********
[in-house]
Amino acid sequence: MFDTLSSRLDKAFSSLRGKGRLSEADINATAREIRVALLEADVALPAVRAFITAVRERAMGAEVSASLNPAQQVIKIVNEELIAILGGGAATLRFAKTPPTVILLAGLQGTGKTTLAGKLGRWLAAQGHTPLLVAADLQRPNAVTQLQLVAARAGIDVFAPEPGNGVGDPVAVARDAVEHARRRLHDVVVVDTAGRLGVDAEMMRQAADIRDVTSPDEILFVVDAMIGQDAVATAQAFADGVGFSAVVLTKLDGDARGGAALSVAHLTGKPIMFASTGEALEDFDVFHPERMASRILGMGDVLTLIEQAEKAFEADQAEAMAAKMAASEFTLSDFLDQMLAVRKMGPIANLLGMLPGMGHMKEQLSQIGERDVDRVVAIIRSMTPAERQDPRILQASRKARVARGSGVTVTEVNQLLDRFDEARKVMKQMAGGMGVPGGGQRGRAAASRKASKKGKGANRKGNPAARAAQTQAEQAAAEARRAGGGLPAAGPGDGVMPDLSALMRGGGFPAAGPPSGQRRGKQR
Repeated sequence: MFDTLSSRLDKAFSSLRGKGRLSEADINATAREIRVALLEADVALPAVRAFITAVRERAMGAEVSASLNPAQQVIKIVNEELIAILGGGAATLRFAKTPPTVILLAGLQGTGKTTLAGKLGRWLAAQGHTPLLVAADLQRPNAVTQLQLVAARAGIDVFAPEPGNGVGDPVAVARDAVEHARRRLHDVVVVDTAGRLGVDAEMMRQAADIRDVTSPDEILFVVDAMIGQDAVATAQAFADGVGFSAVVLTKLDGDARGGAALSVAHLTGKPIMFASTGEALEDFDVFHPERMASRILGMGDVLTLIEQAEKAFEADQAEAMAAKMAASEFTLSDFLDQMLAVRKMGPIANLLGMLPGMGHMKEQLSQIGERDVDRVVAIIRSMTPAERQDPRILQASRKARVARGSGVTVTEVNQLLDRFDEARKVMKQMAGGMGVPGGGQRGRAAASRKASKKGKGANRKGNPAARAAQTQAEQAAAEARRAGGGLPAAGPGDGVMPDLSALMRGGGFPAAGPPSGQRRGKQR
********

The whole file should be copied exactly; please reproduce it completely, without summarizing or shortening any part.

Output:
[in-house]
Amino acid sequence: MFDTLSSRLDKAFSSLRGKGRLSEADINATAREIRVALLEADVALPAVRAFITAVRERAMGAEVSASLNPAQQVIKIVNEELIAILGGGAATLRFAKTPPTVILLAGLQGTGKTTLAGKLGRWLAAQGHTPLLVAADLQRPNAVTQLQLVAARAGIDVFAPEPGNGVGDPVAVARDAVEHARRRLHDVVVVDTAGRLGVDAEMMRQAADIRDVTSPDEILFVVDAMIGQDAVATAQAFADGVGFSAVVLTKLDGDARGGAALSVAHLTGKPIMFASTGEALEDFDVFHPERMASRILGMGDVLTLIEQAEKAFEADQAEAMAAKMAASEFTLSDFLDQMLAVRKMGPIANLLGMLPGMGHMKEQLSQIGERDVDRVVAIIRSMTPAERQDPRILQASRKARVARGSGVTVTEVNQLLDRFDEARKVMKQMAGGMGVPGGGQRGRAAASRKASKKGKGANRKGNPAARAAQTQAEQAAAEARRAGGGLPAAGPGDGVMPDLSALMRGGGFPAAGPPSGQRRGKQR
Repeated sequence: MFDTLSSRLDKAFSSLRGKGRLSEADINATAREIRVALLEADVALPAVRAFITAVRERAMGAEVSASLNPAQQVIKIVNEELIAILGGGAATLRFAKTPPTVILLAGLQGTGKTTLAGKLGRWLAAQGHTPLLVAADLQRPNAVTQLQLVAARAGIDVFAPEPGNGVGDPVAVARDAVEHARRRLHDVVVVDTAGRLGVDAEMMRQAADIRDVTSPDEILFVVDAMIGQDAVATAQAFADGVGFSAVVLTKLDGDARGGAALSVAHLTGKPIMFASTGEALEDFDVFHPERMASRILGMGDVLTLIEQAEKAFEADQAEAMAAKMAASEFTLSDFLDQMLAVRKMGPIANLLGMLPGMGHMKEQLSQIGERDVDRVVAIIRSMTPAERQDPRILQASRKARVARGSGVTVTEVNQLLDRFDEARKVMKQMAGGMGVPGGGQRGRAAASRKASKKGKGANRKGNPAARAAQTQAEQAAAEARRAGGGLPAAGPGDGVMPDLSALMRGGGFPAAGPPSGQRRGKQR